Definition of datum in English:

datum

Syllabification: da·tum
Pronunciation: /ˈdātəm, ˈdatəm
 
/

noun (plural data /ˈdātə, ˈdatə/)

  • 1A piece of information. See also data.
    More example sentences
    • As noted above, multiple lines of evidence (‘total’ evidence) are preferable to dependence upon a single datum or technique.
    • Statistics are used naively at best: the datum that gunpoint robberies rose 53 percent between April and November of 2001 is almost certainly a random fluctuation and not by itself useful to the argument.
    • A key datum for safe operation of on-track equipment and locomotives on railroad tracks is knowledge of which track a vehicle or locomotive is on.
  • 1.1An assumption or premise from which inferences may be drawn. See sense datum.
    More example sentences
    • The claim that there is no analytic entailment from any natural property to any moral property is simply Hume's Law - a datum often supported through use of the open question argument.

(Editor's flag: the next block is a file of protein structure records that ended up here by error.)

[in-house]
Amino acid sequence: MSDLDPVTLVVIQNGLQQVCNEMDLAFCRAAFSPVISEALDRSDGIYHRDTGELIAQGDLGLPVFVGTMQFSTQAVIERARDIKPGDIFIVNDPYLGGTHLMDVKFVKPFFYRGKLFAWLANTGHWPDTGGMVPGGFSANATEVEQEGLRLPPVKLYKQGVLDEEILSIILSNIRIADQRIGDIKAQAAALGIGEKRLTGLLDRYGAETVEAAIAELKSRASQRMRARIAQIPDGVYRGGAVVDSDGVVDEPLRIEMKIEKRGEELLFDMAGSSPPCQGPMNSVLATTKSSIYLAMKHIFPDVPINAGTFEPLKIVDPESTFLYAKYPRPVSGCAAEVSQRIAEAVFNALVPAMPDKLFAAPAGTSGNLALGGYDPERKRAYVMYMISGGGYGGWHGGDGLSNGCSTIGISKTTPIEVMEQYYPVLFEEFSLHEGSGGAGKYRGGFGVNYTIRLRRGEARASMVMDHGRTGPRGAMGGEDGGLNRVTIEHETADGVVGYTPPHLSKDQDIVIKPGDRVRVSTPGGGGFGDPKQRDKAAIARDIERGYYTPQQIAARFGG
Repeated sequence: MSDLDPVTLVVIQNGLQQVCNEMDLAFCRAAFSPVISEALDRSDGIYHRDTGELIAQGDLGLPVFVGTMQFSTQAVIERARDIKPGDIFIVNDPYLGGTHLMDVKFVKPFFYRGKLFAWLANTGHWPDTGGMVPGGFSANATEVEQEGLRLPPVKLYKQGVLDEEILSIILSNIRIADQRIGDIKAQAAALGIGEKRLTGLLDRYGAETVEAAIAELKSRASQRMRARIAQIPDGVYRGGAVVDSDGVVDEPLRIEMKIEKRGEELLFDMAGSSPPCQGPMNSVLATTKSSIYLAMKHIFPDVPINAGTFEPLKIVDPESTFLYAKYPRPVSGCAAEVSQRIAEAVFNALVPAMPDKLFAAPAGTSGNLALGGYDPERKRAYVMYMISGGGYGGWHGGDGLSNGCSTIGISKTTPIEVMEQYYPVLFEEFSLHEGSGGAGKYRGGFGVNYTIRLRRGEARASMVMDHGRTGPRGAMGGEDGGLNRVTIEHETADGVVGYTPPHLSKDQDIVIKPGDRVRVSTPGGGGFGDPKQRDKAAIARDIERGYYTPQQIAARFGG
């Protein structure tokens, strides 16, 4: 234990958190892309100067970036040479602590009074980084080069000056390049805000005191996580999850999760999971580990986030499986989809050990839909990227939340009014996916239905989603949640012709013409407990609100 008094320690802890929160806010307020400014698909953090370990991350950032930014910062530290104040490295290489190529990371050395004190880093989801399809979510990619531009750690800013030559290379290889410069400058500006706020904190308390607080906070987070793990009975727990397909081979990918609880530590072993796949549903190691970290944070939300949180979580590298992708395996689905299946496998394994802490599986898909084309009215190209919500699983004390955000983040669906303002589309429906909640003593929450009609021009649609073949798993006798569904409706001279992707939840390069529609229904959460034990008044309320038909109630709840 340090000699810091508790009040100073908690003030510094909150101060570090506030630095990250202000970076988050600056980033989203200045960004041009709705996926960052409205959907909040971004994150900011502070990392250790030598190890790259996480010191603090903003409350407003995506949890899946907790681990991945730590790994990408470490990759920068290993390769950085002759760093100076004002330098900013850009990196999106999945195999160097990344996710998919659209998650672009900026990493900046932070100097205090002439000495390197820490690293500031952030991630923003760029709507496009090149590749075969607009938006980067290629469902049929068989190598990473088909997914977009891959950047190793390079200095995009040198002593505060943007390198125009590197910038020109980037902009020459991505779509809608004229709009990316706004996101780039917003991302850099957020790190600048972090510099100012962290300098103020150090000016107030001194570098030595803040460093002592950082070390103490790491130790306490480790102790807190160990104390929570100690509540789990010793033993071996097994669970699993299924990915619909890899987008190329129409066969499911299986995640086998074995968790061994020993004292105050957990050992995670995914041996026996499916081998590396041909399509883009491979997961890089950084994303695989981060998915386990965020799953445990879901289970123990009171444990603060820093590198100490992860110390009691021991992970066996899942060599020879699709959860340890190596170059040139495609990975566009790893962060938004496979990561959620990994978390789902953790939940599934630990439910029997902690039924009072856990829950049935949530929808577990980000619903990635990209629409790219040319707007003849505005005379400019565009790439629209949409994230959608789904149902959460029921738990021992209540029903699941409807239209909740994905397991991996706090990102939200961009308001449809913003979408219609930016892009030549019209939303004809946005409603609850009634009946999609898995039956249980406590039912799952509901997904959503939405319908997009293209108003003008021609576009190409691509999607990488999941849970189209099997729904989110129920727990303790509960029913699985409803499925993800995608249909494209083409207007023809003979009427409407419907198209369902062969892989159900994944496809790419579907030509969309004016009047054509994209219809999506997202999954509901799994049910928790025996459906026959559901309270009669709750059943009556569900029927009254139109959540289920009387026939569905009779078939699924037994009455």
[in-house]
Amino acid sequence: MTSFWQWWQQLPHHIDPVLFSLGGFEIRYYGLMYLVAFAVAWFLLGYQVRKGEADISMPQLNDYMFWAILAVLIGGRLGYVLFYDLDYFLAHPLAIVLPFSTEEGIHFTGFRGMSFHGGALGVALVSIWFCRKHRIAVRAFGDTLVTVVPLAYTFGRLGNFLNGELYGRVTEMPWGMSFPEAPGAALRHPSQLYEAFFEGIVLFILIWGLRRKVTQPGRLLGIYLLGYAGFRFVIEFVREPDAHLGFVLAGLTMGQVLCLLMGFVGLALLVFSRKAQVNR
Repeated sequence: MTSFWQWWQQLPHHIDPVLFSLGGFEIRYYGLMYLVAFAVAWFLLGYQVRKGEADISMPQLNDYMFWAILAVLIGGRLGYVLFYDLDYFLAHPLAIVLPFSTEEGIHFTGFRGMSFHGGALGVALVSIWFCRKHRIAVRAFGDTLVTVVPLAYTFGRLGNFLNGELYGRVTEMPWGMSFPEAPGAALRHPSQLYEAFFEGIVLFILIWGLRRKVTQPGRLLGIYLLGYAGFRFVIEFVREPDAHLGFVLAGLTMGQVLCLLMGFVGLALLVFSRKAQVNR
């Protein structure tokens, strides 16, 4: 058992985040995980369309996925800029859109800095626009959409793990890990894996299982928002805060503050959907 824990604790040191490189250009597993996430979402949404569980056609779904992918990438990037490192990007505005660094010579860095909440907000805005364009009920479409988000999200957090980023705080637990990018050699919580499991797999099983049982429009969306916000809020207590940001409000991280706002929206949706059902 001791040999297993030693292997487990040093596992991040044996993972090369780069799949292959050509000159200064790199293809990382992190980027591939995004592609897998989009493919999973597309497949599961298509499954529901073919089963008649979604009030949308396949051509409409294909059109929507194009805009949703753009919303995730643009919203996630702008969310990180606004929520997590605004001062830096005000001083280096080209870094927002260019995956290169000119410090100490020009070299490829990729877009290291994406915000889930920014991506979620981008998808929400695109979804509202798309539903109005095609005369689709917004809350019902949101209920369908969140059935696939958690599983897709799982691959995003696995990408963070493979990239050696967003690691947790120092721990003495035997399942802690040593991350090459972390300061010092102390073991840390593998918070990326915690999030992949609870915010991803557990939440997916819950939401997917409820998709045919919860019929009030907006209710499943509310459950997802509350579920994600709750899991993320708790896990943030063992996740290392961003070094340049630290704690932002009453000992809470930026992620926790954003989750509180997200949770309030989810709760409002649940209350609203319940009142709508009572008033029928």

• Nietzsche's datum is very unlike that found in any other philosopher, since it gives primacy to our aesthetic experience, normally low on the list of philosophical priorities, when it figures at all.
    • Rather, Quine and Putnam take application as a fact - a sort of philosophical datum - and draw ontological and semantic conclusions about mathematics.
  • 2A fixed starting point of a scale or operation.
    More example sentences
    • Where multiple samples have been taken from a given site, the stratigraphic position of samples is recorded relative to a fixed datum (marker bed, core depth, etc.).
    • Thus, an object's provenience can be stated as being 30m north, 22m east, and 3.5m down from an arbitrary fixed point on the site (called the datum point).
    • The dimensions of the proposed carport are 5.5m long by 3.5m wide. The exact height of the carport is unknown as the plans provided do not indicate any levels based on a fixed datum, however is dimensioned to be 2.4m to the ceiling and 3.036m overall.

Origin

mid 18th century: from Latin, literally 'something given', neuter past participle of dare 'give'.

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